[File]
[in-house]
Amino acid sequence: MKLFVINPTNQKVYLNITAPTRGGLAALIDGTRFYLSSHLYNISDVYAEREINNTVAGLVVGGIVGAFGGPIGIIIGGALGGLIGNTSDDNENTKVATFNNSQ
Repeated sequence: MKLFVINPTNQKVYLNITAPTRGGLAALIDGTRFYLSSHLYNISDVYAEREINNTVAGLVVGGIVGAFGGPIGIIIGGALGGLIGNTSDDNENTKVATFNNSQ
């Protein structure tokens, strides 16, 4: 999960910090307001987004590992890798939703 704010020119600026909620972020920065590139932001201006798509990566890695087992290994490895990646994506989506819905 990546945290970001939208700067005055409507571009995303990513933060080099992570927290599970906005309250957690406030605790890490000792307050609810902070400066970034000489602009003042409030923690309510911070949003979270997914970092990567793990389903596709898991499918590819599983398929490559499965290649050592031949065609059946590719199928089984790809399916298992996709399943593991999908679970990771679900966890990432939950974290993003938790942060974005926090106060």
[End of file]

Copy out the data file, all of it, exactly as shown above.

[in-house]
Amino acid sequence: MKLFVINPTNQKVYLNITAPTRGGLAALIDGTRFYLSSHLYNISDVYAEREINNTVAGLVVGGIVGAFGGPIGIIIGGALGGLIGNTSDDNENTKVATFNNSQ
Repeated sequence: MKLFVINPTNQKVYLNITAPTRGGLAALIDGTRFYLSSHLYNISDVYAEREINNTVAGLVVGGIVGAFGGPIGIIIGGALGGLIGNTSDDNENTKVATFNNSQ
């Protein structure tokens, strides 16, 4: 999960910090307001987004590992890798939703 704010020119600026909620972020920065590139932001201006798509990566890695087992290994490895990646994506989506819905 990546945290970001939208700067005055409507571009995303990513933060080099992570927290599970906005309250957690406030605790890490000792307050609810902070400066970034000489602009003042409030923690309510911070949003979270997914970092990567793990389903596709898991499918590819599983398929490559499965290649050592031949065609059946590719199928089984790809399916298992996709399943593991999908679970990771679900966890990432939950974290993003938790942060974005926090106060």